At first it’s a struggle.
But with a little help, you might be making great strides.
Do you think about starting your own Etsy shop?
I know that feeling.
In March of 2008 I took the plunge and was thrilled to find a small level of success with my first Etsy shop, worthygoods. Now I have two with an organic fabric shop, worthygoods textile. Occasionally I get requests for shop advice and when I sit down to thoughtfully respond, I find that I have much to say.
Following is an edited letter written in response to a lovely customer of mine interested in selling on Etsy:
First, I truly love the opportunities selling here on ETSY has afforded me. It is time consuming, but there are many advantages that come with the independence of selling online here at worthygoods. For me, and most sellers new-to-Etsy, there is a steep learning curve that comes with the first six months to a year of shop ownership. I found myself grooming, re-grooming, updating, re-wording, re-writing, discovering better ways to photograph, re-photographing and re-photographing- again. I still do these things, weekly, monthly, seasonally but now with a matured eye.
I’ve been selling on Etsy since March of 2008 and now have 2 shops:worthygoods and worthygoods textile. I easily spend 40, often more, hours a week working for the two shops. Days, evenings, weekends- no time is spared,. Though presently, I’m making small changes towards a more constricted schedule for myself that will free up more of my weekend and evening hours. I’m hoping to maintain this during the more hectic fall and holiday season. We’ll see! (Wish me luck.)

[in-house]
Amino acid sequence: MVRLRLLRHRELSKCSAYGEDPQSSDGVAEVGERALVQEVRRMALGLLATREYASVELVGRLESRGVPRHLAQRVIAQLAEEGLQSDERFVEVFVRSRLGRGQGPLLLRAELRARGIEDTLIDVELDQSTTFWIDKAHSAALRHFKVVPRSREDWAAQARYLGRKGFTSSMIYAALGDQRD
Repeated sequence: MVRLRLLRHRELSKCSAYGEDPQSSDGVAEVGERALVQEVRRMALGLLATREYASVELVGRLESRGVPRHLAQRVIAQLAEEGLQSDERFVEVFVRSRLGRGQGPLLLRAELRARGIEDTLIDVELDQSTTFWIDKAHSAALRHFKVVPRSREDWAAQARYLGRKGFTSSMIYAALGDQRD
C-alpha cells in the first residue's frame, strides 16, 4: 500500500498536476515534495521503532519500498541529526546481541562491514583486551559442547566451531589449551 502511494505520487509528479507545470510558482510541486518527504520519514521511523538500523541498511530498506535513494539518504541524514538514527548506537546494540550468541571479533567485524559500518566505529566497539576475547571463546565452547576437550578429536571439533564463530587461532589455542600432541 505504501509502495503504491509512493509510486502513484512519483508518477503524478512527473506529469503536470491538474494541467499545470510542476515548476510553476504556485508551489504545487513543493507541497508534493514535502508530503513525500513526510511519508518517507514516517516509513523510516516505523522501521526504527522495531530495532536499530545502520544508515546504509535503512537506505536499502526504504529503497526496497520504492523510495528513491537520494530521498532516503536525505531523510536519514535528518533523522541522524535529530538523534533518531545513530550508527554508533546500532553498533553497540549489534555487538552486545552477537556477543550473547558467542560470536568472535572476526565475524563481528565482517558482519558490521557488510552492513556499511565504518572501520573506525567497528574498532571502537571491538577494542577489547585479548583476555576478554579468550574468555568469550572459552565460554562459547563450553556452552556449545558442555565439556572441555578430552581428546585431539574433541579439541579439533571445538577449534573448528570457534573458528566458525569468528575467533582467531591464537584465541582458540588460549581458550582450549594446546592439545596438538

Here are a few tips:
Sign up for and read all of the Etsy Success newsletters. They deliver critical information on what Etsy will be featuring in the upcoming seasons and trends they will be watching for. With these details you can tailor your listings and item tags to get higher in the search rankings. Consider joining a team or asking someone who you admire to mentor you in your new shop. You’ll have someone you can ask for feedback on photos, listings, pricing etc, someone that’s not your mom.
Get to know your camera. Find the best place in your home/studio to get consistent, indirect daylight to take pictures, then create a stage/backdrop/setup that will give your shop photos a cohesive look. Your photos are about 90% of the way people will visit your shop for the first time. They’ve got to be great.
Make sure your prices are appropriate. I don’t mean low. There is much time that goes into regularly grooming your shop, photographing the item, editing the pictures, describing, measuring, listing that item, plus the fees for listing, selling, accepting payments and shipping. Consider cost of materials and wether or not you might want to consider offering your product wholesale in the future. The most critical factor is your time. If you want to stick around as a seller, you’ve got to be sure it’s going to actually ‘pay’ in the long term.
Respond to customer convos ASAP. People move on quickly! Etsy is a big pool. :-)
Buy supplies (art/craft, shipping/packaging/whatever) in bulk/wholesale whenever you can. Those costs add up in a big way over the course of the year.
Also- read some of the Quit Your Day Job series that is a part of Etsy’s Seller Handbook (a terrific new seller resource). You’ll find background on many sellers that manage to parlay their Etsy shops into full time employment. I’m at a middle ground point with Etsy in this respect. I have two small children and am not truly able to devote as much time as I would like. I also find that my expenses (fees, packaging, studio space) related to my shops are high. Initially, I’m quite proud of my latest year’s sales. Then when I actually sit and do taxes, I realize just how much I actually profit- it’s a little disheartening. But, it gets better each year. I have to remind myself that I’m moving in the right direction, yes?
About that Etsy seller learning curve:
After a few years it’s smoothed out a bit, but I’m still there- I consider staying on the curve a critical shop tool.